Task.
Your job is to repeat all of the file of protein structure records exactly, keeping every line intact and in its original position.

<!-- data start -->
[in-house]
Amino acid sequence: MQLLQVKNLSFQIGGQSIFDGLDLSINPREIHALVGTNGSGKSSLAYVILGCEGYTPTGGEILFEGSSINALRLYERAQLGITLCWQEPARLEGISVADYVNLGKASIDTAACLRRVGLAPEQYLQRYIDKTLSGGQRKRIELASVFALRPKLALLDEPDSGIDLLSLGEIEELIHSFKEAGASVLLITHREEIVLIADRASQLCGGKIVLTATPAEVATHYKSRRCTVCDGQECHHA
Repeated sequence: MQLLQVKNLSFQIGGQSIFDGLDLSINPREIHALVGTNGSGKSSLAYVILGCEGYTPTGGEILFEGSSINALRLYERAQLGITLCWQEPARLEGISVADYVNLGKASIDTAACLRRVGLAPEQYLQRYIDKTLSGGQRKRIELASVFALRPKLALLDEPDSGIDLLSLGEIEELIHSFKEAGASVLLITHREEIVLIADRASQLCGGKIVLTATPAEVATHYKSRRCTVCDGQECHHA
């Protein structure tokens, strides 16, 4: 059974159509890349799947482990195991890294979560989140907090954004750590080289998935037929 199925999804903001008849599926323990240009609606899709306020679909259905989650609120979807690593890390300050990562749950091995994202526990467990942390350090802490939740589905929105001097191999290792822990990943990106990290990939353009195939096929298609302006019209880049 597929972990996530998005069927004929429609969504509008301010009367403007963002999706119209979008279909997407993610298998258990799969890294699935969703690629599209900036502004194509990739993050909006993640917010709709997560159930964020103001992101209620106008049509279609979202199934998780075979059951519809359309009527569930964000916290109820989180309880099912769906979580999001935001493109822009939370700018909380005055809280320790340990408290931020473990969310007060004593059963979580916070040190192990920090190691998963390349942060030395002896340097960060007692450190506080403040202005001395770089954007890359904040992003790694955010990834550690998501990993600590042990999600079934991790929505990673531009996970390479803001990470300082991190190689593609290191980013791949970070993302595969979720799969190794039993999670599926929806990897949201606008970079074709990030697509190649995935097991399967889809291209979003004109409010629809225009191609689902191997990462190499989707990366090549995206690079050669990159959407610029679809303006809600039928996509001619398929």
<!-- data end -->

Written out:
[in-house]
Amino acid sequence: MQLLQVKNLSFQIGGQSIFDGLDLSINPREIHALVGTNGSGKSSLAYVILGCEGYTPTGGEILFEGSSINALRLYERAQLGITLCWQEPARLEGISVADYVNLGKASIDTAACLRRVGLAPEQYLQRYIDKTLSGGQRKRIELASVFALRPKLALLDEPDSGIDLLSLGEIEELIHSFKEAGASVLLITHREEIVLIADRASQLCGGKIVLTATPAEVATHYKSRRCTVCDGQECHHA
Repeated sequence: MQLLQVKNLSFQIGGQSIFDGLDLSINPREIHALVGTNGSGKSSLAYVILGCEGYTPTGGEILFEGSSINALRLYERAQLGITLCWQEPARLEGISVADYVNLGKASIDTAACLRRVGLAPEQYLQRYIDKTLSGGQRKRIELASVFALRPKLALLDEPDSGIDLLSLGEIEELIHSFKEAGASVLLITHREEIVLIADRASQLCGGKIVLTATPAEVATHYKSRRCTVCDGQECHHA
């Protein structure tokens, strides 16, 4: 059974159509890349799947482990195991890294979560989140907090954004750590080289998935037929 199925999804903001008849599926323990240009609606899709306020679909259905989650609120979807690593890390300050990562749950091995994202526990467990942390350090802490939740589905929105001097191999290792822990990943990106990290990939353009195939096929298609302006019209880049 597929972990996530998005069927004929429609969504509008301010009367403007963002999706119209979008279909997407993610298998258990799969890294699935969703690629599209900036502004194509990739993050909006993640917010709709997560159930964020103001992101209620106008049509279609979202199934998780075979059951519809359309009527569930964000916290109820989180309880099912769906979580999001935001493109822009939370700018909380005055809280320790340990408290931020473990969310007060004593059963979580916070040190192990920090190691998963390349942060030395002896340097960060007692450190506080403040202005001395770089954007890359904040992003790694955010990834550690998501990993600590042990999600079934991790929505990673531009996970390479803001990470300082991190190689593609290191980013791949970070993302595969979720799969190794039993999670599926929806990897949201606008970079074709990030697509190649995935097991399967889809291209979003004109409010629809225009191609689902191997990462190499989707990366090549995206690079050669990159959407610029679809303006809600039928996509001619398929």